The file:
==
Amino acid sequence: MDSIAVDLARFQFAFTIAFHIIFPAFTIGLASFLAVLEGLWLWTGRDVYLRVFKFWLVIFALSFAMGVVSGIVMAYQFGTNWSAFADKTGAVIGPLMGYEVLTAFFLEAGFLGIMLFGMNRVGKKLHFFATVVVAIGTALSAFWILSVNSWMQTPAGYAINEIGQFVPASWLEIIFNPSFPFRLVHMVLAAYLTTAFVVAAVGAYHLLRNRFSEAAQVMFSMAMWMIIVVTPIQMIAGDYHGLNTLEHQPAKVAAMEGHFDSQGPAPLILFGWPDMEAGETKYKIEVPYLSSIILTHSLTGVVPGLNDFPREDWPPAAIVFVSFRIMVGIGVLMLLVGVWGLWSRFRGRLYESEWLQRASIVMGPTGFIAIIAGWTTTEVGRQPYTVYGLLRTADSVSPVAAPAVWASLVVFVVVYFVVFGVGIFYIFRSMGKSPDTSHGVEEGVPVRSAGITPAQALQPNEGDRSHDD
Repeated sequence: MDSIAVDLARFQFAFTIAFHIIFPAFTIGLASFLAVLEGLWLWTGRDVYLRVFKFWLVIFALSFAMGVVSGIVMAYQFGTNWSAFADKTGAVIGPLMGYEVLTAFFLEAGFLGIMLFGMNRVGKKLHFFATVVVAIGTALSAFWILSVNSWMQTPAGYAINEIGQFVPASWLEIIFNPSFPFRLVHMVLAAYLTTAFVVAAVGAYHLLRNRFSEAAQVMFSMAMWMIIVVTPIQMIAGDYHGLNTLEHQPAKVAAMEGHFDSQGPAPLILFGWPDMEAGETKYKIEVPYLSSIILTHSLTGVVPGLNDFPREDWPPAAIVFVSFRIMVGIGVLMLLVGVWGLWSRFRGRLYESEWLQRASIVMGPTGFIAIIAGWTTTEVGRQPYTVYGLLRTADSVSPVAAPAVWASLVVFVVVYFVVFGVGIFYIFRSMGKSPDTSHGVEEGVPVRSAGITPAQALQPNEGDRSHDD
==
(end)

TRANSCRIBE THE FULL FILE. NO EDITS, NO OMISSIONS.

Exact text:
Amino acid sequence: MDSIAVDLARFQFAFTIAFHIIFPAFTIGLASFLAVLEGLWLWTGRDVYLRVFKFWLVIFALSFAMGVVSGIVMAYQFGTNWSAFADKTGAVIGPLMGYEVLTAFFLEAGFLGIMLFGMNRVGKKLHFFATVVVAIGTALSAFWILSVNSWMQTPAGYAINEIGQFVPASWLEIIFNPSFPFRLVHMVLAAYLTTAFVVAAVGAYHLLRNRFSEAAQVMFSMAMWMIIVVTPIQMIAGDYHGLNTLEHQPAKVAAMEGHFDSQGPAPLILFGWPDMEAGETKYKIEVPYLSSIILTHSLTGVVPGLNDFPREDWPPAAIVFVSFRIMVGIGVLMLLVGVWGLWSRFRGRLYESEWLQRASIVMGPTGFIAIIAGWTTTEVGRQPYTVYGLLRTADSVSPVAAPAVWASLVVFVVVYFVVFGVGIFYIFRSMGKSPDTSHGVEEGVPVRSAGITPAQALQPNEGDRSHDD
Repeated sequence: MDSIAVDLARFQFAFTIAFHIIFPAFTIGLASFLAVLEGLWLWTGRDVYLRVFKFWLVIFALSFAMGVVSGIVMAYQFGTNWSAFADKTGAVIGPLMGYEVLTAFFLEAGFLGIMLFGMNRVGKKLHFFATVVVAIGTALSAFWILSVNSWMQTPAGYAINEIGQFVPASWLEIIFNPSFPFRLVHMVLAAYLTTAFVVAAVGAYHLLRNRFSEAAQVMFSMAMWMIIVVTPIQMIAGDYHGLNTLEHQPAKVAAMEGHFDSQGPAPLILFGWPDMEAGETKYKIEVPYLSSIILTHSLTGVVPGLNDFPREDWPPAAIVFVSFRIMVGIGVLMLLVGVWGLWSRFRGRLYESEWLQRASIVMGPTGFIAIIAGWTTTEVGRQPYTVYGLLRTADSVSPVAAPAVWASLVVFVVVYFVVFGVGIFYIFRSMGKSPDTSHGVEEGVPVRSAGITPAQALQPNEGDRSHDD